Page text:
• Lost wages, including missed time off of work while treating the injury
  • Lost earning capacity that the injured person has incurred as a result of no longer being able to work due to the injury, or having to work fewer hours and therefore receiving less income 

Non-Economic Damages

  • Conscious pain and suffering that the injury brought onto the person, which can include mental anguish
  • Serious life-altering injuries, such as permanent disfigurement, lifelong chronic pain, and major changes in lifestyle can net significant amounts 
  • Loss of consortium, which can be claimed by the spouse for damages to the marriage, such as affection and sexual relations 

Wrongful Death Action 

  • Can be brought by the representative of the estate, typically the spouse or children of the deceased
  • Damages can only be recovered by those who have suffered a financial loss, such as a surviving spouse who has lost some or all of their household income 
  • This can include funeral expenses and medical expenses that were incurred by the deceased before death

Punitive Damages

  • Awarded in the rare case where there has been a reckless disregard for the rights of others and is meant to punish the harming party 
  • In the event of a fatal injury, the representative of the estate can still claim punitive damages where the deceased would have been entitled to them 

No-Fault Insurance in New Jersey

Insurance coverage will play an important role in pursuing a truck accident lawsuit. 

New Jersey is one of a handful of states with a no-fault auto insurance system. This means that regardless of who caused the accident, your insurance company will pay for your medical bills, up to your policy’s limit (a/k/a PIP limit). If your losses exceed the PIP limit, then you can pursue compensation from the driver who’s at fault. The PIP limit depends on which of the two general insurance policies you own: standard or basic. 

Basic Policy

  • $15,000 PIP limit
  • Can sue for economic damages where expenses exceed $15,000

Standard Policy 

  • Most drivers in New Jersey will choose this policy, where the PIP limit falls between $15,000 and $250,000
  • You can sue for economic damages if they exceed your PIP limit. 

Unlike with car accidents, in a truck accident you can sue the at-fault truck driver for non-economic damages, such as pain and suffering, even if you did not suffer serious harm. This is true for both the basic and standard auto insurance policies.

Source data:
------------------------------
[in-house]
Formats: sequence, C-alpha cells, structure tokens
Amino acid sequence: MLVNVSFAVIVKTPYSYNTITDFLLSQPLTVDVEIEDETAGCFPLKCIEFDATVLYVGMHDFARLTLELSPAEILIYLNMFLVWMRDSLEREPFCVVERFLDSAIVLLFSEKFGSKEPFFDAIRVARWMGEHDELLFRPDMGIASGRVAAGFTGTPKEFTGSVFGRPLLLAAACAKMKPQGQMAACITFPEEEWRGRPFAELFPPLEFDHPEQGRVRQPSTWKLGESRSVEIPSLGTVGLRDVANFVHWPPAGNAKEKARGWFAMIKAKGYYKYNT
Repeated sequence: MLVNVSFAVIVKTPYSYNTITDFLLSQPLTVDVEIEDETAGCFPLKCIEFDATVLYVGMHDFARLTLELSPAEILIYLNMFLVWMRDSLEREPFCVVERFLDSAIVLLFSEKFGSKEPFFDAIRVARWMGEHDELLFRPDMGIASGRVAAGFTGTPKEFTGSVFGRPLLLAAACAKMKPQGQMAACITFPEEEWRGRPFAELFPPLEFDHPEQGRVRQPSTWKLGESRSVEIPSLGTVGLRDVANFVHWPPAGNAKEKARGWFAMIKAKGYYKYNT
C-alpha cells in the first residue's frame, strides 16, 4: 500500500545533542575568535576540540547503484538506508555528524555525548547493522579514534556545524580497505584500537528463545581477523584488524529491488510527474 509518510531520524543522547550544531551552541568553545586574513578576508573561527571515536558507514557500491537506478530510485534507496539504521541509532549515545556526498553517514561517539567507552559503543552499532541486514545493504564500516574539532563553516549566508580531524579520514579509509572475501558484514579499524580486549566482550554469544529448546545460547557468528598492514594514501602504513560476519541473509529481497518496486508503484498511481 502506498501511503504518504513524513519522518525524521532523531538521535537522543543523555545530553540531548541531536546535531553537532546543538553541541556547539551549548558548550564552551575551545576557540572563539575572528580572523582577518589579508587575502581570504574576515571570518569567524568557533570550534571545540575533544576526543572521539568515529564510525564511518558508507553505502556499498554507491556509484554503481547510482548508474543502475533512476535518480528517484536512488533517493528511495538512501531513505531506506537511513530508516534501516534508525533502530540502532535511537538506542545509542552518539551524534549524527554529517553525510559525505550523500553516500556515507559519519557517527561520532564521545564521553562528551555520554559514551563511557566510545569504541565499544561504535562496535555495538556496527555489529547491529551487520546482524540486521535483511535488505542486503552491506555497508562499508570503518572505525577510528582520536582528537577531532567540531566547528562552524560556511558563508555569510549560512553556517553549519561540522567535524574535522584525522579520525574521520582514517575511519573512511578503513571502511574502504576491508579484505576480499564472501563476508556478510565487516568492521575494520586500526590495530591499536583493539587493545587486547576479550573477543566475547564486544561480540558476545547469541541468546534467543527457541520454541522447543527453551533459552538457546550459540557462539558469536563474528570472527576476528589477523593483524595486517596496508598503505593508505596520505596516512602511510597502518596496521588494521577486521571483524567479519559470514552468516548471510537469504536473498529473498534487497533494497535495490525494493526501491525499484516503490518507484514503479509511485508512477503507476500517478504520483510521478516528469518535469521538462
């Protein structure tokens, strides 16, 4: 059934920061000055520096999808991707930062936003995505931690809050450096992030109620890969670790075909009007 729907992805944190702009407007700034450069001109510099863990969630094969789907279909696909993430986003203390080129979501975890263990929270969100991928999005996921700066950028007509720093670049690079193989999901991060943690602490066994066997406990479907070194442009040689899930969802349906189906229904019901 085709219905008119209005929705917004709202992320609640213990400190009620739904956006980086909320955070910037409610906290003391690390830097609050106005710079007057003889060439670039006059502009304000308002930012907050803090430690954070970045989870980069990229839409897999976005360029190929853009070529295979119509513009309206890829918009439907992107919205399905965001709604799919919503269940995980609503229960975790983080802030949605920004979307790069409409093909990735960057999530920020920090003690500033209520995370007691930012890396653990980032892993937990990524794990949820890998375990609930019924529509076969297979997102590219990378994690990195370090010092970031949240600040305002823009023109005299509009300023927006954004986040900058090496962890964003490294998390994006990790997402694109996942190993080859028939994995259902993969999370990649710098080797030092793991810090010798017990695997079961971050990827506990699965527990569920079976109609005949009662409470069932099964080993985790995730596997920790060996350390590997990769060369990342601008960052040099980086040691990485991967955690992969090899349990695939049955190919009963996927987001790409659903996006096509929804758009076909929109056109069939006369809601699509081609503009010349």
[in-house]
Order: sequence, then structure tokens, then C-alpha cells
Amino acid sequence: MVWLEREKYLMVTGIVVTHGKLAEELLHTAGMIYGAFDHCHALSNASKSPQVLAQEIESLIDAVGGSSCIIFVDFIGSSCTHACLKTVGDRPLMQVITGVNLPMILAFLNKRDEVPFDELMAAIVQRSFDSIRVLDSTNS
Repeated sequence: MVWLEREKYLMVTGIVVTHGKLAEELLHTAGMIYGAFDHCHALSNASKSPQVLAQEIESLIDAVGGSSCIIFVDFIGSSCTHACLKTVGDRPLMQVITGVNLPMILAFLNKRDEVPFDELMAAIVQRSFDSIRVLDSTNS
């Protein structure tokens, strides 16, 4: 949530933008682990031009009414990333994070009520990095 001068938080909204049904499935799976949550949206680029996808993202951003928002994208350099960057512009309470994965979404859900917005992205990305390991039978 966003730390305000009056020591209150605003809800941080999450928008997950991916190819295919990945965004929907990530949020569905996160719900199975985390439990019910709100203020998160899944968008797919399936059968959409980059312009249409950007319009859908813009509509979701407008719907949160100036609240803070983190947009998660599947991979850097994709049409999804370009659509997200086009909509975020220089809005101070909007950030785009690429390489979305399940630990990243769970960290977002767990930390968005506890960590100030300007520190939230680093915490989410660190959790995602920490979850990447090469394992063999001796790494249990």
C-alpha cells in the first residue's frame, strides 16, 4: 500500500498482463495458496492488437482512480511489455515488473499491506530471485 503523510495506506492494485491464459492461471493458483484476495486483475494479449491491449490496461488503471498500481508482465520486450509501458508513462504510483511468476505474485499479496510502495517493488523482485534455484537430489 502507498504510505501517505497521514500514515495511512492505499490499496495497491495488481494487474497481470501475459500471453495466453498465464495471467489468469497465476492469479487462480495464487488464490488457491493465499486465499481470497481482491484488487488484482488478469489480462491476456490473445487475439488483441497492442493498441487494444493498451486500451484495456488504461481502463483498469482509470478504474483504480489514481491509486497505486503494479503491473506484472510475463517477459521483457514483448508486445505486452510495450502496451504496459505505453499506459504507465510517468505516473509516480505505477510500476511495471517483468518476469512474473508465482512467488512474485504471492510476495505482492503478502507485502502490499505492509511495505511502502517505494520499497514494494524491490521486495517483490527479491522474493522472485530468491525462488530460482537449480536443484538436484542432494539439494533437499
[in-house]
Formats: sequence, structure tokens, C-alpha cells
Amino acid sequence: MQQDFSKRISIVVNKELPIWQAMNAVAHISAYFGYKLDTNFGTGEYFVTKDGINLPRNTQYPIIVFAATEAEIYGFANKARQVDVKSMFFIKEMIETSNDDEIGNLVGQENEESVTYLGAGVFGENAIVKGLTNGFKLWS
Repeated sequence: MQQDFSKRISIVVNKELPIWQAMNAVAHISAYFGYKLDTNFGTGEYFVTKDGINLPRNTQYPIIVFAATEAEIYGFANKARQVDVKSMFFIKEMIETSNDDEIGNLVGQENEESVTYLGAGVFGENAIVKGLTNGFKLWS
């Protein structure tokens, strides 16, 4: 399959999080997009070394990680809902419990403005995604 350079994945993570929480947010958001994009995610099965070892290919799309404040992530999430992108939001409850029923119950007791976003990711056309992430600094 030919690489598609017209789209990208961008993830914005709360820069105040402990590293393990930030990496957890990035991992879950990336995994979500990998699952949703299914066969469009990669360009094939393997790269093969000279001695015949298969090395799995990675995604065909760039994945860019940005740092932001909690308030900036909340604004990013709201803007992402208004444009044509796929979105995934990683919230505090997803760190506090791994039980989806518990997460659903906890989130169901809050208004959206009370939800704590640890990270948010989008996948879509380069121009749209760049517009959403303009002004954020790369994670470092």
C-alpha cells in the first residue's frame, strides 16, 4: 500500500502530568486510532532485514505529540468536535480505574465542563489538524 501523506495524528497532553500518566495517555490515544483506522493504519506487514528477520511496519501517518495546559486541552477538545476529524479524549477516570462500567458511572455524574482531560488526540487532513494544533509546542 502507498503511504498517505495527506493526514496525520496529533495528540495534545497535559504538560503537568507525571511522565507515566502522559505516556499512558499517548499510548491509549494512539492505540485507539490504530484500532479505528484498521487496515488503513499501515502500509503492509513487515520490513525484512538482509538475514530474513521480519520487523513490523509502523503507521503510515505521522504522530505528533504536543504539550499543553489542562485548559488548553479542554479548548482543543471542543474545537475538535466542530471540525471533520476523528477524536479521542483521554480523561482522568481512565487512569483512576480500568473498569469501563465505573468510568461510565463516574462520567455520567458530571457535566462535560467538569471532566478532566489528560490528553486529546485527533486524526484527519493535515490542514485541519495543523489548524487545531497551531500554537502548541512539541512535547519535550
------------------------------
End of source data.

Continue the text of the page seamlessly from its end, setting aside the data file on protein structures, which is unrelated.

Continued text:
Modified Comparative Negligence 

When apportioning damages, New Jersey uses modified comparative negligence. 

This is used by both insurance companies as well as juries in a trial to determine your level of fault as compared to the other party. First, your level of fault reduces the amount of damages you can recover. For example, if the injured party is deemed to be 20% at fault, and the other party 80%, then out of a $100,000 award, the injured party can only collect the 80% (or $80,000). What makes the modified comparative negligence rule unique is that if you are deemed to be 51% negligent (or more), then you cannot recover any damages at all. This highlights the importance of having an attorney who will present your case as effectively as possible to ensure that you get compensated.  

Case Law Analysis

According to recent data from the National Highway Traffic Safety Administration (NHTSA), an estimated 523,796 large trucks were involved in police-reported traffic crashes nationwide in 2021. Nearly one thousand (974) of those crashes were in New Jersey.  The following cases illustrate past compensation amounts awarded or settled for in the state.

  • A woman was driving with her two minor children in the car when a dump truck being operated by a driver who was required to wear corrective lenses yet failed to have them on and attempted to make a U-turn. 
  • The woman tried to pass him, causing a rollover which resulted in fatal injuries. 
  • The children claimed bystander injuries, including PTSD, and sued the driver for negligent driving.
  • The parties settled for $1.125 million, with each of the minor children receiving $306,250 and the remainder going to the estate of the deceased. 
  • The parties reached a $1.7million settlement in compensatory damages
  • While making a left turn on a local road, a man suffered neck and back injuries after his vehicle collided with a tractor-trailer driven by the defendant and owned by his employer